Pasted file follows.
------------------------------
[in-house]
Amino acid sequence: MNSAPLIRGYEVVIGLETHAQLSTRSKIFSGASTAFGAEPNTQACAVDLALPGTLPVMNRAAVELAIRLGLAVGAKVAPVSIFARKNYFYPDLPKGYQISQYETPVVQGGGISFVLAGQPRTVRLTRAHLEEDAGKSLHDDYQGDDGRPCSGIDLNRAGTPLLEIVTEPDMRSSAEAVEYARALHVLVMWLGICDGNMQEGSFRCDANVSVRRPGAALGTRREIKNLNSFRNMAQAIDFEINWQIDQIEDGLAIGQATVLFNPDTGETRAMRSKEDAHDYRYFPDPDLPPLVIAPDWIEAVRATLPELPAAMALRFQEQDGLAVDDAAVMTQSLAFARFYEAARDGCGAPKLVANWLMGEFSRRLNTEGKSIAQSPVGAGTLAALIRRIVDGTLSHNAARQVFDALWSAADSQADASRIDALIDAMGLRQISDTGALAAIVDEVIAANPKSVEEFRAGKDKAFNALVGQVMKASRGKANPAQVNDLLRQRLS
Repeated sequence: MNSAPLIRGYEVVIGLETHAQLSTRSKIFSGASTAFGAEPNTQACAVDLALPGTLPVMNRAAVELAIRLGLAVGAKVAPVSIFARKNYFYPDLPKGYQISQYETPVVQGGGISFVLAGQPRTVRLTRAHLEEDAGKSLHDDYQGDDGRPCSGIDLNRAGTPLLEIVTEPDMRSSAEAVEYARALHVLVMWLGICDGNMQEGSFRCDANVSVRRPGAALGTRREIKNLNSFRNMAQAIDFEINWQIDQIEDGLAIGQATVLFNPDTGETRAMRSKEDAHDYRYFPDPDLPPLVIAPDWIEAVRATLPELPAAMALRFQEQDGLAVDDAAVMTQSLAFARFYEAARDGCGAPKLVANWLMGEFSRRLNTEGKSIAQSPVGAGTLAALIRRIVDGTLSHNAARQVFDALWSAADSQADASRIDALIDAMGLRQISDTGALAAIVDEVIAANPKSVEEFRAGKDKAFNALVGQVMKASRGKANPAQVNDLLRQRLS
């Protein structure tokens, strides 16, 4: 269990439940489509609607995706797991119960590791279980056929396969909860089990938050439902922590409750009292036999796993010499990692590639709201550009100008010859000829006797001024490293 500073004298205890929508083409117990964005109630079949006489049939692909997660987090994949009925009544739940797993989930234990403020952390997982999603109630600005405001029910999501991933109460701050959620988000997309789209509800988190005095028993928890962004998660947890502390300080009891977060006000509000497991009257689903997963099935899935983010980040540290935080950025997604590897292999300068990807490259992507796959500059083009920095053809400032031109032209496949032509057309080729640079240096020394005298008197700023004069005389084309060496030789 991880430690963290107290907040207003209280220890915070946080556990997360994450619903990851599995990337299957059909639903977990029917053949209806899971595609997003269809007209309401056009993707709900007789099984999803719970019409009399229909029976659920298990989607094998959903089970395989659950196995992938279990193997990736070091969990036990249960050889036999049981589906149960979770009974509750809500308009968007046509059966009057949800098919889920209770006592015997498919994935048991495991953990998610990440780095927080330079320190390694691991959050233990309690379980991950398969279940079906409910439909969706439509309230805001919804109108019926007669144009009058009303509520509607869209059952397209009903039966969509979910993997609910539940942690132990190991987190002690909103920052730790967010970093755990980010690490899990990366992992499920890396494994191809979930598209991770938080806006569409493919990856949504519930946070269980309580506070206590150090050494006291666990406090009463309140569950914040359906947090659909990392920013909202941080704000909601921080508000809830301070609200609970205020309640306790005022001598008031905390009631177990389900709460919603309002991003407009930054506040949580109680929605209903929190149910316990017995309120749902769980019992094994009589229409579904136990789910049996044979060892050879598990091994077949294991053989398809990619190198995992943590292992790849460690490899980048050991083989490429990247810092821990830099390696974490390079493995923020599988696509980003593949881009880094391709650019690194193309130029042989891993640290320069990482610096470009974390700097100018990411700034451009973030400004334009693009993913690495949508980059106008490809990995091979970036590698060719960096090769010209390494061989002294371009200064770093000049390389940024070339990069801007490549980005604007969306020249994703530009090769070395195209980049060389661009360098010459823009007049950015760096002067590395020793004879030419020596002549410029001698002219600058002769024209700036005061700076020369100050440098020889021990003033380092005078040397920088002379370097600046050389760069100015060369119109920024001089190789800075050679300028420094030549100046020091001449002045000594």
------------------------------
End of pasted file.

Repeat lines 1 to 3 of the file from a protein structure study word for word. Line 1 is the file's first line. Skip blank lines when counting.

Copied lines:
[in-house]
Amino acid sequence: MNSAPLIRGYEVVIGLETHAQLSTRSKIFSGASTAFGAEPNTQACAVDLALPGTLPVMNRAAVELAIRLGLAVGAKVAPVSIFARKNYFYPDLPKGYQISQYETPVVQGGGISFVLAGQPRTVRLTRAHLEEDAGKSLHDDYQGDDGRPCSGIDLNRAGTPLLEIVTEPDMRSSAEAVEYARALHVLVMWLGICDGNMQEGSFRCDANVSVRRPGAALGTRREIKNLNSFRNMAQAIDFEINWQIDQIEDGLAIGQATVLFNPDTGETRAMRSKEDAHDYRYFPDPDLPPLVIAPDWIEAVRATLPELPAAMALRFQEQDGLAVDDAAVMTQSLAFARFYEAARDGCGAPKLVANWLMGEFSRRLNTEGKSIAQSPVGAGTLAALIRRIVDGTLSHNAARQVFDALWSAADSQADASRIDALIDAMGLRQISDTGALAAIVDEVIAANPKSVEEFRAGKDKAFNALVGQVMKASRGKANPAQVNDLLRQRLS
Repeated sequence: MNSAPLIRGYEVVIGLETHAQLSTRSKIFSGASTAFGAEPNTQACAVDLALPGTLPVMNRAAVELAIRLGLAVGAKVAPVSIFARKNYFYPDLPKGYQISQYETPVVQGGGISFVLAGQPRTVRLTRAHLEEDAGKSLHDDYQGDDGRPCSGIDLNRAGTPLLEIVTEPDMRSSAEAVEYARALHVLVMWLGICDGNMQEGSFRCDANVSVRRPGAALGTRREIKNLNSFRNMAQAIDFEINWQIDQIEDGLAIGQATVLFNPDTGETRAMRSKEDAHDYRYFPDPDLPPLVIAPDWIEAVRATLPELPAAMALRFQEQDGLAVDDAAVMTQSLAFARFYEAARDGCGAPKLVANWLMGEFSRRLNTEGKSIAQSPVGAGTLAALIRRIVDGTLSHNAARQVFDALWSAADSQADASRIDALIDAMGLRQISDTGALAAIVDEVIAANPKSVEEFRAGKDKAFNALVGQVMKASRGKANPAQVNDLLRQRLS